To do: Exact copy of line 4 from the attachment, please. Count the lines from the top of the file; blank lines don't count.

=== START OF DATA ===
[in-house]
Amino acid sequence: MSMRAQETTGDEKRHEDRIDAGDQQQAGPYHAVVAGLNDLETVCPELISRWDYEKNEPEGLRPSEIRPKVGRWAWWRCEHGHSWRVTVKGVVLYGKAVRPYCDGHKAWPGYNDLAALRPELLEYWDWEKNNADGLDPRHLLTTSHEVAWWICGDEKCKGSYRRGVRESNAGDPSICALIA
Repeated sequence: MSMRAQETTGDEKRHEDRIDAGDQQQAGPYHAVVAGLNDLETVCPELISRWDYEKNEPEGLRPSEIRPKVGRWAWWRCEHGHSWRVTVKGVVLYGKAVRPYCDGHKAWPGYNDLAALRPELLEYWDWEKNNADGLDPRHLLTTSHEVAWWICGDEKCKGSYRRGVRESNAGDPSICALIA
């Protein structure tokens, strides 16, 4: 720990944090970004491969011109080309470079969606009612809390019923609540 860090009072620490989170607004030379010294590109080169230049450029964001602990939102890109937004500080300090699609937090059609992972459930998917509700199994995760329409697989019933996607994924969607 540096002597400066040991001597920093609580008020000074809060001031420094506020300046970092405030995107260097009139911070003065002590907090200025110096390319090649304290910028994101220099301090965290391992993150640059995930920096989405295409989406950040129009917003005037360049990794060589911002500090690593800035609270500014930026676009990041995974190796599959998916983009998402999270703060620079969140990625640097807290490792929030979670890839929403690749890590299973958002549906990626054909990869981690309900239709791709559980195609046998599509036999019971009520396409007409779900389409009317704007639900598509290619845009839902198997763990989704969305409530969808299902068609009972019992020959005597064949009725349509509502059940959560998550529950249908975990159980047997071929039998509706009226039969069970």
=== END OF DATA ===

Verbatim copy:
């Protein structure tokens, strides 16, 4: 720990944090970004491969011109080309470079969606009612809390019923609540 860090009072620490989170607004030379010294590109080169230049450029964001602990939102890109937004500080300090699609937090059609992972459930998917509700199994995760329409697989019933996607994924969607 540096002597400066040991001597920093609580008020000074809060001031420094506020300046970092405030995107260097009139911070003065002590907090200025110096390319090649304290910028994101220099301090965290391992993150640059995930920096989405295409989406950040129009917003005037360049990794060589911002500090690593800035609270500014930026676009990041995974190796599959998916983009998402999270703060620079969140990625640097807290490792929030979670890839929403690749890590299973958002549906990626054909990869981690309900239709791709559980195609046998599509036999019971009520396409007409779900389409009317704007639900598509290619845009839902198997763990989704969305409530969808299902068609009972019992020959005597064949009725349509509502059940959560998550529950249908975990159980047997071929039998509706009226039969069970």